Wait, this is a programming project, right? And you didn't have all the requirements up front? If that's the case, then no, you shouldn't be stressing out, but you will. There's no real fix for it. The good news is that you're not bad at what you do: you care enough to be stressed out about being late. Programming projects often run over; many get cancelled instead of ever being finished. That's not something to cover yourself with or feel good about, but it's a reality check.
posted by yerfatma at 5:40 PM on April 9, 2008

Best answer: Here's my suggestion, given that you've just said there aren't enough hours in a day to get the project done by Friday: if you're the primary worker on this sucker, and you've been at it now for a while, you're probably the one who should be best able to estimate when you think you COULD have it done by. Even if you don't feel 100% comfortable doing that, still make an effort - you're only ever going to get decent at estimating skills by trying them. Remember that timeline estimates are only ever that - estimates - and try to be as realistic as possible.

Once you've figured something out, either in terms of man-hours to completion, or a series of milestones/dates you feel you can hit, take this to your boss and discuss it with him (or email it, if he's too busy to talk live). Be proactive by giving him the heads-up now that the project won't be done by Friday - don't avoid the matter and leave that as a nasty surprise for him come Friday. You might also whip up two versions of your estimates - one that assumes you continue working through all of your problems as you have been doing (lots of thrash and churn to try to figure out things that are new to you), versus one that you feel you could meet if you had someone to go to when you have questions - if not your boss, then some other employee the two of you identify together who can be your "go to" person.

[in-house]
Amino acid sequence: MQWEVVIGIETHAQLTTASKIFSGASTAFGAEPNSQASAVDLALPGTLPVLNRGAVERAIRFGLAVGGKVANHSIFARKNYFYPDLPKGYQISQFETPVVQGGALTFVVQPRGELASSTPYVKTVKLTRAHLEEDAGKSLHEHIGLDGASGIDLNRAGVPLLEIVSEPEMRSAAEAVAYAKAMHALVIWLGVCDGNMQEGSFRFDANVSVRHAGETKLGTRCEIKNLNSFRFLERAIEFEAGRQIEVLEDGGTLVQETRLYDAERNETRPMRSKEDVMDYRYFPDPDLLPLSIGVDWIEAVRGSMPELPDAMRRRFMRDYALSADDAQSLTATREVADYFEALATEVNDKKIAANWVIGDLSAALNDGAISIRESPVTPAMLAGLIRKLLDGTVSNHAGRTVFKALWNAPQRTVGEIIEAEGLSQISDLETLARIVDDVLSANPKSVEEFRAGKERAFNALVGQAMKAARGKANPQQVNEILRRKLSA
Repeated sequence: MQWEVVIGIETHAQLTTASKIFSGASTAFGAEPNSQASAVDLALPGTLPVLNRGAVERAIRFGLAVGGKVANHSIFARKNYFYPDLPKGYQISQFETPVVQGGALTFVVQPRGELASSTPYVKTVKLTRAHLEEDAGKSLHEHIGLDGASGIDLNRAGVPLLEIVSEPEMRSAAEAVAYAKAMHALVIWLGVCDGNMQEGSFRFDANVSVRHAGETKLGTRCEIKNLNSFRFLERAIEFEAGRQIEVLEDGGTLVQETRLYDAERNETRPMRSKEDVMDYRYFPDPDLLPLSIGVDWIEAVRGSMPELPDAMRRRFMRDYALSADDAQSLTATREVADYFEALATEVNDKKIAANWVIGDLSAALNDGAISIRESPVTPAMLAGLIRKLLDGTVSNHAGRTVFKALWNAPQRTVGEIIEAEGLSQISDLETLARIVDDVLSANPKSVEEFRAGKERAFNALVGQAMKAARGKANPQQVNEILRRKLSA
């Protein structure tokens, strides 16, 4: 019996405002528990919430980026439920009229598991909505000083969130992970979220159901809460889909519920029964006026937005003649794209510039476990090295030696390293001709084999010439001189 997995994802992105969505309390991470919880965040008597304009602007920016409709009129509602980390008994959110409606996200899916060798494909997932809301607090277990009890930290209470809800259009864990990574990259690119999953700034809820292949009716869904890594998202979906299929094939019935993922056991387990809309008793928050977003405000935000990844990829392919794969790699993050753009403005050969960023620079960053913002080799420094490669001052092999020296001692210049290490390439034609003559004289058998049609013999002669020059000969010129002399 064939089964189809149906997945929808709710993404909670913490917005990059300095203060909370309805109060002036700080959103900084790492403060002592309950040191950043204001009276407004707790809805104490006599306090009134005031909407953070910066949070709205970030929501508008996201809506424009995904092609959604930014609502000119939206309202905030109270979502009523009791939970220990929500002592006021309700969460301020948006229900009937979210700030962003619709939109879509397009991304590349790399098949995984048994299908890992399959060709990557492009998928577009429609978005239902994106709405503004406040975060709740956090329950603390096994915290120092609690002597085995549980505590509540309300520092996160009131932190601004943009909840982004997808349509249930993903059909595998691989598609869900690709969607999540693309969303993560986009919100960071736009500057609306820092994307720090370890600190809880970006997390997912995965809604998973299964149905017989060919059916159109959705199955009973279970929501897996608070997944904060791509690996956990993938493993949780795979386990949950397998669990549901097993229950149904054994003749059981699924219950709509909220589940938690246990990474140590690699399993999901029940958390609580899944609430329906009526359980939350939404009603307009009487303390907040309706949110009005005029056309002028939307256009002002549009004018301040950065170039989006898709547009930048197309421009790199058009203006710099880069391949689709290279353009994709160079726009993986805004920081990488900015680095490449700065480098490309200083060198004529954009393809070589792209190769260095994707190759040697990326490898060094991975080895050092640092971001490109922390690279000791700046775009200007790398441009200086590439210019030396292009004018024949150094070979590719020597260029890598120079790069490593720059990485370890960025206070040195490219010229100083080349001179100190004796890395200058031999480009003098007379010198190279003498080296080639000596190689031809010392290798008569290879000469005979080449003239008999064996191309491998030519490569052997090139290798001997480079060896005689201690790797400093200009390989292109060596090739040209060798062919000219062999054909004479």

Be prepared to explain your estimates, and to get pushback from him (obviously he's going to want it done sooner than later!). Work with him to negotiate timelines that are reasonable for both of you. Hopefully through doing this you will present yourself as a responsible employee who genuinely is committed to getting this problem done as efficiently as possible - and at the same time, you'll be doing yourself a favor by (hopefully) getting new timelines that you personally had a say in, and thus that are (hopefully) more reasonable both for the project's needs and your own.
posted by zeph at 5:48 PM on April 9, 2008

Another thing that occurs to me, although it's not really going to be of help until after you get through this current fire drill and can set aside a little bit of down-time: if there are skills you don't yet have but that you need to acquire to succeed in your role, are there any training programs your company offers that could help you gain these skills? I used to be a corporate training designer so I can tell you that (at least in some organizations, especially the larger ones) there's often a far wider catalog of relatively inexpensive courses, especially for basic and mid-range job skills, than most employees are aware of. Many of them are online and self-directed and so can be worked through as you have time, although often there are also face-to-face workshops or "boot camps" you can attend if you have the time and your department is willing to spend the training budget. Failing that, are there any "knowledge repositories" you can seek out to help with the types of questions you're having - either internal company websites, or external sites run by experts in your field, or even just books or what-have you that could help?

It's frustrating to be working on something you don't yet feel equipped to succeed at, but if there are any resources available to you to take care of that problem, seeking them out might be a better solution than relying on your manager if he's currently a major bottleneck in your work...